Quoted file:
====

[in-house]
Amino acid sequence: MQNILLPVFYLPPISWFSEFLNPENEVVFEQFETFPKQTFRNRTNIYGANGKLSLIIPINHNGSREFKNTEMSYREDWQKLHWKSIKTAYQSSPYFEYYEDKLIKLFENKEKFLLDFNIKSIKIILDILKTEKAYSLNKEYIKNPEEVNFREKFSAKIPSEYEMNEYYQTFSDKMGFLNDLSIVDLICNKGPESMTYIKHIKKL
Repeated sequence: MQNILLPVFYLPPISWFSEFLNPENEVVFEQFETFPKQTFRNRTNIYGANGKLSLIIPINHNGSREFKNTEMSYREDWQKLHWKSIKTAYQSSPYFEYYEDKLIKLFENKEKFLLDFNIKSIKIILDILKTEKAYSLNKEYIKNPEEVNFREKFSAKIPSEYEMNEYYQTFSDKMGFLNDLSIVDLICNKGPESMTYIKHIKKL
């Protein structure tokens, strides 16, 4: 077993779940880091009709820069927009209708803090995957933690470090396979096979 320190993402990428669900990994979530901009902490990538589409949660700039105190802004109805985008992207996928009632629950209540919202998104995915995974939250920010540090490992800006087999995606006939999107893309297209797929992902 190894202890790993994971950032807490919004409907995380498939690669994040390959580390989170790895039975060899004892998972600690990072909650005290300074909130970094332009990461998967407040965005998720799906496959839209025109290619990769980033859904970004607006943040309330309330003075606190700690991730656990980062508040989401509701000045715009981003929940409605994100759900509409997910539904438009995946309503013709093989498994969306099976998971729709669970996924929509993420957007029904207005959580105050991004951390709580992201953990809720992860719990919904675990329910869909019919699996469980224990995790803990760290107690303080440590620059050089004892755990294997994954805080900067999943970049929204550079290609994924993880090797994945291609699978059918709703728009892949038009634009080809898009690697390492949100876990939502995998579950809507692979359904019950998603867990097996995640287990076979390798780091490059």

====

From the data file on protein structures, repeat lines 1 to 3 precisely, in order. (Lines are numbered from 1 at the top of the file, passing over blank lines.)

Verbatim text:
[in-house]
Amino acid sequence: MQNILLPVFYLPPISWFSEFLNPENEVVFEQFETFPKQTFRNRTNIYGANGKLSLIIPINHNGSREFKNTEMSYREDWQKLHWKSIKTAYQSSPYFEYYEDKLIKLFENKEKFLLDFNIKSIKIILDILKTEKAYSLNKEYIKNPEEVNFREKFSAKIPSEYEMNEYYQTFSDKMGFLNDLSIVDLICNKGPESMTYIKHIKKL
Repeated sequence: MQNILLPVFYLPPISWFSEFLNPENEVVFEQFETFPKQTFRNRTNIYGANGKLSLIIPINHNGSREFKNTEMSYREDWQKLHWKSIKTAYQSSPYFEYYEDKLIKLFENKEKFLLDFNIKSIKIILDILKTEKAYSLNKEYIKNPEEVNFREKFSAKIPSEYEMNEYYQTFSDKMGFLNDLSIVDLICNKGPESMTYIKHIKKL